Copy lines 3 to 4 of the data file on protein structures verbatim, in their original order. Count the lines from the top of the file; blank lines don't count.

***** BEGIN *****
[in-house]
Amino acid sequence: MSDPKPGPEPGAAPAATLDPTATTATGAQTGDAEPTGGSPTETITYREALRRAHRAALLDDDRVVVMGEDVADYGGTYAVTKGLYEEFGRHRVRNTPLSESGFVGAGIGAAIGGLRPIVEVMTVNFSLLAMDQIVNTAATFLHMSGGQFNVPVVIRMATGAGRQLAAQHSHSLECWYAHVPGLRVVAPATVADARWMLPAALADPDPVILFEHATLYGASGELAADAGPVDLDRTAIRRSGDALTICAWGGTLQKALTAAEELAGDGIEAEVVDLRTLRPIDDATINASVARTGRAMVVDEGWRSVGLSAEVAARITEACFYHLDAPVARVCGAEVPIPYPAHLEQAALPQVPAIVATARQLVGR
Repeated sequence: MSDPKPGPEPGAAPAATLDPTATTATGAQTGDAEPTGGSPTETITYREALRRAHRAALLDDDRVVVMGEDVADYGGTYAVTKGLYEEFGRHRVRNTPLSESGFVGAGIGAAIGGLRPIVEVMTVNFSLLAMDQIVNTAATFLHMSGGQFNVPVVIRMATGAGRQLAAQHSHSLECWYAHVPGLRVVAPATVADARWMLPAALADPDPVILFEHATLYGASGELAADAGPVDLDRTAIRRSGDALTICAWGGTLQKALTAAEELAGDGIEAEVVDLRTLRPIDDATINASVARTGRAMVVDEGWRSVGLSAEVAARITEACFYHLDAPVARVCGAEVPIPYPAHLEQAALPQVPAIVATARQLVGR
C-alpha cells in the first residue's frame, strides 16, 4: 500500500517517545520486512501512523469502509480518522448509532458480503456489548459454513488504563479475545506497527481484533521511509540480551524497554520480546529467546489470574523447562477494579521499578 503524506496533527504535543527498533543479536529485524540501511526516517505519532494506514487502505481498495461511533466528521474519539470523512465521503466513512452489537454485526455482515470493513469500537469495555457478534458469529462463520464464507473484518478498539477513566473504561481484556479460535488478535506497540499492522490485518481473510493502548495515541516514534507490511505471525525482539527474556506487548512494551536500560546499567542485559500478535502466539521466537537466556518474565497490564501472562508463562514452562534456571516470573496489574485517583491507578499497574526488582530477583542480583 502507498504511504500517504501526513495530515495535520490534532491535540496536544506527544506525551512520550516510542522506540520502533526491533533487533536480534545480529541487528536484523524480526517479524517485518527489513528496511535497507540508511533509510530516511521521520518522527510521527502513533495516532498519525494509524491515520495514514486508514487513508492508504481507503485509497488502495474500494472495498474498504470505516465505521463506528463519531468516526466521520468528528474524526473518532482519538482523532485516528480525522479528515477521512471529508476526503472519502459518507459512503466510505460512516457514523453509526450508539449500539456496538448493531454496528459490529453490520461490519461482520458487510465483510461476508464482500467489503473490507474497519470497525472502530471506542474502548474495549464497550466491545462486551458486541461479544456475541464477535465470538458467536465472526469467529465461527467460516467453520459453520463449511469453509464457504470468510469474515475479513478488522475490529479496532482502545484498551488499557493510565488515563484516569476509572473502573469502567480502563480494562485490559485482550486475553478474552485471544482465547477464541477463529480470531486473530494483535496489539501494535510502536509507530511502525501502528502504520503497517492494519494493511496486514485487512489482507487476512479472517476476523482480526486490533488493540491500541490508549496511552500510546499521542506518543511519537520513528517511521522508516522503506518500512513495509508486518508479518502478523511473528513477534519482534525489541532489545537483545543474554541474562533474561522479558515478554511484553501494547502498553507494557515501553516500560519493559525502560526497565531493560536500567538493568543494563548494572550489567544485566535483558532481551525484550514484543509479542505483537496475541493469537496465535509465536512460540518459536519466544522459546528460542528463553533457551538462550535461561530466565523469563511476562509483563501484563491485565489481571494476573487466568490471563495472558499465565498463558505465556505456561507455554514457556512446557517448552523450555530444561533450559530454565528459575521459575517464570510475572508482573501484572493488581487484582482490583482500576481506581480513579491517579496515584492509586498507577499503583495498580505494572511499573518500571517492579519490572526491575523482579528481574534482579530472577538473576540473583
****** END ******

Repeated sequence: MSDPKPGPEPGAAPAATLDPTATTATGAQTGDAEPTGGSPTETITYREALRRAHRAALLDDDRVVVMGEDVADYGGTYAVTKGLYEEFGRHRVRNTPLSESGFVGAGIGAAIGGLRPIVEVMTVNFSLLAMDQIVNTAATFLHMSGGQFNVPVVIRMATGAGRQLAAQHSHSLECWYAHVPGLRVVAPATVADARWMLPAALADPDPVILFEHATLYGASGELAADAGPVDLDRTAIRRSGDALTICAWGGTLQKALTAAEELAGDGIEAEVVDLRTLRPIDDATINASVARTGRAMVVDEGWRSVGLSAEVAARITEACFYHLDAPVARVCGAEVPIPYPAHLEQAALPQVPAIVATARQLVGR
C-alpha cells in the first residue's frame, strides 16, 4: 500500500517517545520486512501512523469502509480518522448509532458480503456489548459454513488504563479475545506497527481484533521511509540480551524497554520480546529467546489470574523447562477494579521499578 503524506496533527504535543527498533543479536529485524540501511526516517505519532494506514487502505481498495461511533466528521474519539470523512465521503466513512452489537454485526455482515470493513469500537469495555457478534458469529462463520464464507473484518478498539477513566473504561481484556479460535488478535506497540499492522490485518481473510493502548495515541516514534507490511505471525525482539527474556506487548512494551536500560546499567542485559500478535502466539521466537537466556518474565497490564501472562508463562514452562534456571516470573496489574485517583491507578499497574526488582530477583542480583 502507498504511504500517504501526513495530515495535520490534532491535540496536544506527544506525551512520550516510542522506540520502533526491533533487533536480534545480529541487528536484523524480526517479524517485518527489513528496511535497507540508511533509510530516511521521520518522527510521527502513533495516532498519525494509524491515520495514514486508514487513508492508504481507503485509497488502495474500494472495498474498504470505516465505521463506528463519531468516526466521520468528528474524526473518532482519538482523532485516528480525522479528515477521512471529508476526503472519502459518507459512503466510505460512516457514523453509526450508539449500539456496538448493531454496528459490529453490520461490519461482520458487510465483510461476508464482500467489503473490507474497519470497525472502530471506542474502548474495549464497550466491545462486551458486541461479544456475541464477535465470538458467536465472526469467529465461527467460516467453520459453520463449511469453509464457504470468510469474515475479513478488522475490529479496532482502545484498551488499557493510565488515563484516569476509572473502573469502567480502563480494562485490559485482550486475553478474552485471544482465547477464541477463529480470531486473530494483535496489539501494535510502536509507530511502525501502528502504520503497517492494519494493511496486514485487512489482507487476512479472517476476523482480526486490533488493540491500541490508549496511552500510546499521542506518543511519537520513528517511521522508516522503506518500512513495509508486518508479518502478523511473528513477534519482534525489541532489545537483545543474554541474562533474561522479558515478554511484553501494547502498553507494557515501553516500560519493559525502560526497565531493560536500567538493568543494563548494572550489567544485566535483558532481551525484550514484543509479542505483537496475541493469537496465535509465536512460540518459536519466544522459546528460542528463553533457551538462550535461561530466565523469563511476562509483563501484563491485565489481571494476573487466568490471563495472558499465565498463558505465556505456561507455554514457556512446557517448552523450555530444561533450559530454565528459575521459575517464570510475572508482573501484572493488581487484582482490583482500576481506581480513579491517579496515584492509586498507577499503583495498580505494572511499573518500571517492579519490572526491575523482579528481574534482579530472577538473576540473583